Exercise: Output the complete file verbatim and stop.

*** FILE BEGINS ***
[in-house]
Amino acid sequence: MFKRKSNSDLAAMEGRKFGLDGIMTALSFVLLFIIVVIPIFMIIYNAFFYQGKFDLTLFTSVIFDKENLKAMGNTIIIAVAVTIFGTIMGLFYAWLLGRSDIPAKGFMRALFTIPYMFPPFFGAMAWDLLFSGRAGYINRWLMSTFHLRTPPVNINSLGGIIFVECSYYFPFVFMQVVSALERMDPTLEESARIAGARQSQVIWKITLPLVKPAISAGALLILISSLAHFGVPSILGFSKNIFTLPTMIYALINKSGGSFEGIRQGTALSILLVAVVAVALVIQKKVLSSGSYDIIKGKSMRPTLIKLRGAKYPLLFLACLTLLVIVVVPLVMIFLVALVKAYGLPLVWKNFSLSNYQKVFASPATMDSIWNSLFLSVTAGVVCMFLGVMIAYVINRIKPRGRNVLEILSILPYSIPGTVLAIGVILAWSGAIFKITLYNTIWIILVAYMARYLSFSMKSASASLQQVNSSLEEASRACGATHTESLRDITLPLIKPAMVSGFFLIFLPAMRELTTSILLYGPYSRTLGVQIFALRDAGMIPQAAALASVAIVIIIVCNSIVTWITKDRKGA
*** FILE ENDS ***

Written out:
[in-house]
Amino acid sequence: MFKRKSNSDLAAMEGRKFGLDGIMTALSFVLLFIIVVIPIFMIIYNAFFYQGKFDLTLFTSVIFDKENLKAMGNTIIIAVAVTIFGTIMGLFYAWLLGRSDIPAKGFMRALFTIPYMFPPFFGAMAWDLLFSGRAGYINRWLMSTFHLRTPPVNINSLGGIIFVECSYYFPFVFMQVVSALERMDPTLEESARIAGARQSQVIWKITLPLVKPAISAGALLILISSLAHFGVPSILGFSKNIFTLPTMIYALINKSGGSFEGIRQGTALSILLVAVVAVALVIQKKVLSSGSYDIIKGKSMRPTLIKLRGAKYPLLFLACLTLLVIVVVPLVMIFLVALVKAYGLPLVWKNFSLSNYQKVFASPATMDSIWNSLFLSVTAGVVCMFLGVMIAYVINRIKPRGRNVLEILSILPYSIPGTVLAIGVILAWSGAIFKITLYNTIWIILVAYMARYLSFSMKSASASLQQVNSSLEEASRACGATHTESLRDITLPLIKPAMVSGFFLIFLPAMRELTTSILLYGPYSRTLGVQIFALRDAGMIPQAAALASVAIVIIIVCNSIVTWITKDRKGA